Getting Off to a Good Start ASHA Meets with ED on IDEA, Other Issues ASHA News
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ASHA News  |   November 01, 2001
Getting Off to a Good Start
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School-Based Settings / Regulatory, Legislative & Advocacy / ASHA News & Member Stories / ASHA News
ASHA News   |   November 01, 2001
Getting Off to a Good Start
The ASHA Leader, November 2001, Vol. 6, 1-18. doi:10.1044/leader.AN.06212001.1
The ASHA Leader, November 2001, Vol. 6, 1-18. doi:10.1044/leader.AN.06212001.1
On Oct. 29, 2001, ASHA’s top elected leaders met with Robert Pasternack, the new Assistant Secretary of Education in the Office of Special Education Rehabilitative Services (OSERS), to discuss ASHA’s educational priorities. Beth Ann Bryan, senior advisor to the Secretary of Education, joined Pasternack at the meeting. President John Bernthal, President-Elect Nancy Creaghead, and Larry Higdon, vice president for governmental and social policies, represented the Association, along with Executive Director Fred Spahr and other staff members.
With the new leadership in the U.S. Department of Education (ED), ASHA discussed its priorities and identified areas of collaboration, an important topic since the Individuals with Disabilities Education Act (IDEA) will be reauthorized next year. Other topics of discussion included:
  • The need for speech-language pathologists to get involved in prevention, early identification, and intervention for all children—those with and without disabilities.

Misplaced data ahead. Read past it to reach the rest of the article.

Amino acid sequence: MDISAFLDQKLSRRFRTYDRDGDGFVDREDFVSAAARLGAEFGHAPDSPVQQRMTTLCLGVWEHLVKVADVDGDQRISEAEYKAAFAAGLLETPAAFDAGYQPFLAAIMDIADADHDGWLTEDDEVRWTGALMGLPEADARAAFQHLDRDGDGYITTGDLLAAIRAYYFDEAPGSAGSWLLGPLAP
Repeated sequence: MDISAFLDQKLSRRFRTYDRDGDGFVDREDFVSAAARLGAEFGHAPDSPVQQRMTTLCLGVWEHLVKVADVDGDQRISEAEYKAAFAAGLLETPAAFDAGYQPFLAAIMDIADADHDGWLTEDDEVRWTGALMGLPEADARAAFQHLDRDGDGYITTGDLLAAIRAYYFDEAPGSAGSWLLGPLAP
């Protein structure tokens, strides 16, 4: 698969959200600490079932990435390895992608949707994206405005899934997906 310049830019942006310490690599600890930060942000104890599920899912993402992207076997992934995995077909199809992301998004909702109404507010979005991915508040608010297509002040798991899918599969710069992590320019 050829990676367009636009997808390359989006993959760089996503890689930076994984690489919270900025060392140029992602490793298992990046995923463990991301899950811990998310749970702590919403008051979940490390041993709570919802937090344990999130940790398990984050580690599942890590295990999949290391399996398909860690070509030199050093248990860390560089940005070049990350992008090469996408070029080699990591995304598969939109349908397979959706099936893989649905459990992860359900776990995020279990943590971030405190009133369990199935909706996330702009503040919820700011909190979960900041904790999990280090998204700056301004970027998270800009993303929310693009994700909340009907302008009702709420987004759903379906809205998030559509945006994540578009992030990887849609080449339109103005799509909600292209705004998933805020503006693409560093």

• The establishment of the Office of Reading in the Office of Elementary and Secondary Education. Members need to be involved at the state level to work with state organizations to apply for the Reading First/Early Reading grants (President Bush’s reading programs) that will benefit all children.

  • The paperwork burden being experienced by ASHA members because of state and local IDEA requirements, and how it affects the delivery of services to children in need. Pasternack and Bryan acknowledged that a strategy is needed to reduce paperwork, as no data support that more paperwork results in improved outcomes. The ED is changing its emphasis from compliance to performance of schools.

  • The need to stress the power of early intervention and personnel preparation by increasing funding for IDEA Parts C and D. The ED officials stated that excellence in special education cannot be achieved by only focussing on Part B of IDEA, and added that concurrent increases are needed in Parts C and D.

The ED officials were clearly supportive of the role of SLPs in working with all children in the educational system. Pasternack and Bryan requested a follow-up meeting to focus on ASHA’s involvement/position with the discrepancy formula used in defining learning disability and about whether dyslexia is a speech-language problem.
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FROM THIS ISSUE
November 2001
Volume 6, Issue 21